'Politics Has No Place Here,' AAP Says About Transgender Care

Jaleesa Baulkman

March 30, 2021

The American Academy of Pediatrics (AAP) released a statement condemning state legislation introduced across the country that would prohibit the medical treatment of children who identify as transgender.

"Politics has no place here. Transgender children, like all children, just want to belong. We will fight state by state, in the courts, and on the national stage to make sure they know they do," said the American Academy of Pediatrics, an organization that recommends that youth who identify as transgender have access to comprehensive, gender-affirming and "developmentally appropriate" health care.

There has been a lot of controversy among physicians surrounding gender-affirming care for children. In 2019, three separate groups of physicians questioned the hormonal treatment of children and adolescents with gender dysphoria, saying more research is needed to support gender-affirming care recommendations from groups such as the AAP. In addition, California-based endocrinologist Michael K. Laidlaw, MD, called the use of puberty blockers – medication used to delay or prevent the onset of puberty – an "experiment" and "public health problem."

Some of the bills circulating would prohibit gender-affirming care for children and penalize pediatricians and other physicians for providing such care. Other bills would prevent transgender youth from participating in sports or on athletic teams according to their gender identity, requiring them to join teams aligned with the sex they were assigned at birth.

Jason Rafferty, MD, a pediatrician who authored AAP's 2018 policy statement encouraging pediatricians to provide gender-affirmative care to children and adolescents, said in an interview that these proposed state bills are targeting a vulnerable population at a vulnerable time.

"You have this marginalized group and right in the midst of a pandemic – and [social isolation] – and you have these policies coming out that are really targeting the most vulnerable," said Rafferty, who practices at the Adolescent Healthcare Center at Hasbro Children's Hospital, Providence, R.I. "Some of the proposed policies would ensure that some of these transgender kids wouldn't have access to basic medical care [or access to areas] where pediatricians are affirming these kids and creating a safe environment for them."

M. Brett Cooper, MD, of pediatrics at UT Southwestern Medical Center, Dallas, said in an interview that the proposed state legislations are based on personal beliefs, not evidence-based care.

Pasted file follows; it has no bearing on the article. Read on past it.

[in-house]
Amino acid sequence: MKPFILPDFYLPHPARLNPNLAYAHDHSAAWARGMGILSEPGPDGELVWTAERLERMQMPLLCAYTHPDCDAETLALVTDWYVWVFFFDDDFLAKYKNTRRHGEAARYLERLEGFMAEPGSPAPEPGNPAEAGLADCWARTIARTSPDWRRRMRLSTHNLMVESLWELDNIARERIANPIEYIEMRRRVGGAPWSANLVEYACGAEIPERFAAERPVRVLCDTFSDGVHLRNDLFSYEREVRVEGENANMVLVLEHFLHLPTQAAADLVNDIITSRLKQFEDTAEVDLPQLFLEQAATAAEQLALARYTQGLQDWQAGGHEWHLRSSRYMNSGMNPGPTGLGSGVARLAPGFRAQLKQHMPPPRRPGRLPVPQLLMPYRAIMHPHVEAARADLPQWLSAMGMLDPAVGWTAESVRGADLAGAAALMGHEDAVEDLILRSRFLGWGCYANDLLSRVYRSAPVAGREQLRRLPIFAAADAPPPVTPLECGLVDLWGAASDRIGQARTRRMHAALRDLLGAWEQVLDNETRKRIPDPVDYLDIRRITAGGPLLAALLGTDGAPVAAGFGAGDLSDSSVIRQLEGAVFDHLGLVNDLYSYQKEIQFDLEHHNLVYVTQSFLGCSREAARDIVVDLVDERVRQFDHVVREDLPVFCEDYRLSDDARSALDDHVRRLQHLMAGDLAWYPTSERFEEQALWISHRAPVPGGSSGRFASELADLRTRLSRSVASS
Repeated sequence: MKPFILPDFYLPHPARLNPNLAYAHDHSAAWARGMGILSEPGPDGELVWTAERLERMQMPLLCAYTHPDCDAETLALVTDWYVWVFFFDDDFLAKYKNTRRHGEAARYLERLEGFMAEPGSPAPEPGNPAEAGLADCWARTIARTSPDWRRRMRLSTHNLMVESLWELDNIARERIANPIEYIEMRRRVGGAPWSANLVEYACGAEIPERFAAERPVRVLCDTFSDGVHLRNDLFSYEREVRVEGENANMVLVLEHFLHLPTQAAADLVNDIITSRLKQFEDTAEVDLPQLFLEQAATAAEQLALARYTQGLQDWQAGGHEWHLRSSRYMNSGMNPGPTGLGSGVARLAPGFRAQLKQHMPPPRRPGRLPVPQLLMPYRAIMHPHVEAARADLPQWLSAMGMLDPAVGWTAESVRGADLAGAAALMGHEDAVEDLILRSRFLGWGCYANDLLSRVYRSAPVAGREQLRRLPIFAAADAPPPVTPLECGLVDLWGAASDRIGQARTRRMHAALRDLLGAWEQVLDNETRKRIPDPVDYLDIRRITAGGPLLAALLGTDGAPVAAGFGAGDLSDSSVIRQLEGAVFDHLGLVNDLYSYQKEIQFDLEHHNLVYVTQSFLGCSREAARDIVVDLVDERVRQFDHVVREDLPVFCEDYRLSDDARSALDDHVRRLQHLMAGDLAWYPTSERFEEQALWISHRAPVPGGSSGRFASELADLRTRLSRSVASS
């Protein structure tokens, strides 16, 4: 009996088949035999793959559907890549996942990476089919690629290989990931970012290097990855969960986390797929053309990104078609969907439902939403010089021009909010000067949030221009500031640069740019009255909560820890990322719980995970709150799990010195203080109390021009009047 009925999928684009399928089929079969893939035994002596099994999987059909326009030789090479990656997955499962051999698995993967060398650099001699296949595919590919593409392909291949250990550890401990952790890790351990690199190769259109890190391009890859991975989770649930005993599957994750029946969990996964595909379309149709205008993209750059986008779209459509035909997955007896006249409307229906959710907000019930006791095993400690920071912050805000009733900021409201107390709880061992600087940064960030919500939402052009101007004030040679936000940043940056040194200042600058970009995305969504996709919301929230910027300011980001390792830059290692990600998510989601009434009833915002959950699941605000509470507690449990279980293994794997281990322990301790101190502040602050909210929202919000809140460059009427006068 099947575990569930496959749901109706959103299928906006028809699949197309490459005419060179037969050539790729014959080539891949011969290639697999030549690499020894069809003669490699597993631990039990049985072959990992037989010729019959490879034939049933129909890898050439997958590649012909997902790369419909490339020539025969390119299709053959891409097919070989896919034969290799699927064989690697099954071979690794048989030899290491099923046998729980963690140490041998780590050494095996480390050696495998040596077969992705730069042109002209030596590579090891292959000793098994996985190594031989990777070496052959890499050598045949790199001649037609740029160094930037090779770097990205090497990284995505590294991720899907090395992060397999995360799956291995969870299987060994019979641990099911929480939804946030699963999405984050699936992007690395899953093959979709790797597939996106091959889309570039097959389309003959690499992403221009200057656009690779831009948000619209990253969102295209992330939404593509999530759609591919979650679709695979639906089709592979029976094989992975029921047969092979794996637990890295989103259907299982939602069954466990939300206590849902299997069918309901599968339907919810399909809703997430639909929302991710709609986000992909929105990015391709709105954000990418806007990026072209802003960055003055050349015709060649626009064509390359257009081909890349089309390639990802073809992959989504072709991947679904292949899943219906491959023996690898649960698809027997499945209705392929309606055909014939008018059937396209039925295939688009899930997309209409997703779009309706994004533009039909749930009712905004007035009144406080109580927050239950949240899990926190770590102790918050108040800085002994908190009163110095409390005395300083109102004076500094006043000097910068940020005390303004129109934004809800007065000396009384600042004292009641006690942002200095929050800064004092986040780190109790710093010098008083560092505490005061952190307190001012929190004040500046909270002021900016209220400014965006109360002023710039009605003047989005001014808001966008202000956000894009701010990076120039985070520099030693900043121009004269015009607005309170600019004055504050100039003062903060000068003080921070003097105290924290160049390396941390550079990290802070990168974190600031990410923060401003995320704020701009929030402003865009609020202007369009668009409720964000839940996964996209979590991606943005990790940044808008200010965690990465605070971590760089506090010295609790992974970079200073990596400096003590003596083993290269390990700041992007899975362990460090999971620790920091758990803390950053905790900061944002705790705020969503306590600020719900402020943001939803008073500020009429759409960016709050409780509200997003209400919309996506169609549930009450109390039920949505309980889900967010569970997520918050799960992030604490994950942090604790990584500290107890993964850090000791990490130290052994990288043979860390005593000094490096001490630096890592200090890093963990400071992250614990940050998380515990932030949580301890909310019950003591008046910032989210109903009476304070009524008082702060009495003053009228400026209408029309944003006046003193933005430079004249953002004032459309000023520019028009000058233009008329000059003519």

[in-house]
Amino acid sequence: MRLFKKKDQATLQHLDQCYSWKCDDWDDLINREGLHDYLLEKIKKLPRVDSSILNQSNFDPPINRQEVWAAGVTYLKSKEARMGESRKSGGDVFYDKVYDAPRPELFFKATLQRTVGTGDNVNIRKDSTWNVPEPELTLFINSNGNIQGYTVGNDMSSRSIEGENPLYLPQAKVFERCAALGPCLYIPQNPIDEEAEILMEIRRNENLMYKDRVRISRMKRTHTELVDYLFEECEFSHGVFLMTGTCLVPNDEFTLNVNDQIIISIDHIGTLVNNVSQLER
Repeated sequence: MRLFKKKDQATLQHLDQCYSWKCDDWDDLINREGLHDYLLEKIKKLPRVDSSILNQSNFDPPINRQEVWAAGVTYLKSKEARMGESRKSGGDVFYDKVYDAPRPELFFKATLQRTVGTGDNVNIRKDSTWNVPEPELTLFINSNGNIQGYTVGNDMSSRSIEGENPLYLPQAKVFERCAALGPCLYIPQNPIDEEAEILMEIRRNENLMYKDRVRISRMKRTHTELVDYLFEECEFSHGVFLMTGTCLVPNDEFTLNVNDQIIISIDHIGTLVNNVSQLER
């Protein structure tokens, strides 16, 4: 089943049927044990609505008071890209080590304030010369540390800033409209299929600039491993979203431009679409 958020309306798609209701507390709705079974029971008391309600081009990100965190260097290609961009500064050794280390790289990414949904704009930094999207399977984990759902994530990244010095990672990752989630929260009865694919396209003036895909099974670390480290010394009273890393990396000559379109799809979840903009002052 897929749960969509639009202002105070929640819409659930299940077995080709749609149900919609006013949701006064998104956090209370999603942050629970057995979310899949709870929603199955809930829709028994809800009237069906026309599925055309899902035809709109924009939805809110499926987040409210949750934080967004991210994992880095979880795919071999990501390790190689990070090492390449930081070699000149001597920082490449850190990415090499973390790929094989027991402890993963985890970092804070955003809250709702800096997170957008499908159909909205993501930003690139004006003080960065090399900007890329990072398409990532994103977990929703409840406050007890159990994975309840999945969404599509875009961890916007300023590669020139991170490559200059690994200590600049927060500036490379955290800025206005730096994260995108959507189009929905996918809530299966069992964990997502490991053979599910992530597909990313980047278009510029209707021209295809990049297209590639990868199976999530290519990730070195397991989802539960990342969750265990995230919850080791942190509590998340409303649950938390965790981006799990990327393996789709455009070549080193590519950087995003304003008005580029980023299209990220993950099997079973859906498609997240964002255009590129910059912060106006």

He said the AAP is speaking out because many of these proposed state legislatures are advancing bills that would affect gender-diverse children.

"Many of these bills are making it close to passing both chambers of a state legislature and thus sent to the governor for approval," Cooper said. "In past legislative sessions, bills such as these have never it made out of committee in either a state House or state Senate."

Early in March, South Dakota Governor Kristi Noem tweeted that she was "excited to sign" a bill that would prevent children who are transgender from participating in sports or on athletic teams according to their gender identity, requiring them to join teams aligned with the sex they were assigned at birth.

Meanwhile, previous studies have shown that teens whose gender identity does not align with their sex assigned at birth were more likely to report a suicide attempt, compared with cisgender youth. A 2015 study has attributed this increased risk of suicide to marginalization, social exclusion, and trauma. The bills being proposed may exacerbate this, according to Rafferty.

These bills point in the direction of approaches and models that research shows may be harmful to transgender children, he said.

"Beyond that, policies that are out there affecting participation in sports and other activities really just draw attention to these youth in unnecessary ways and really puts their physical and mental health at risk in a school environment," he added.

"Whether it's health care, school, community, or home [these policies] just really create a very hostile and dangerous environment toward a population that already is at significant risk," Rafferty said.

The AAP's clinical care guidelines for children who identify as transgender state that pediatricians who provide gender-affirmative care and speak with children and their families about gender issues help foster an environment of nurturance and support.

"Many people think that the care provided to gender diverse young people is rogue," Cooper said. "Pediatric gender clinics are often either multidisciplinary or have a readily accessible team, including social work, mental health, and the physician. Medical care for gender diverse youth follows well-established standards of care."

Rafferty said it is important for care providers to support children and teenagers who identify as transgender by creating a safe space and helping them identify what they need.

"There's a lot out there that really tries to unite gender and biological sex together, saying that gender can be reduced to your anatomy," Rafferty said. "But I think what we're coming to appreciate is that our sense of identity is much more complex than simply our genes or biology."

Rafferty is a member of the American Academy of Pediatrics, the Society of Adolescent Health and Medicine, and the American Academy of Child and Adolescent Psychiatry. Cooper is a columnist for Pediatric News and is on the board of trustees for the Texas Medical Association.

This article originally appeared on MDedge.com, part of the Medscape Professional Network.

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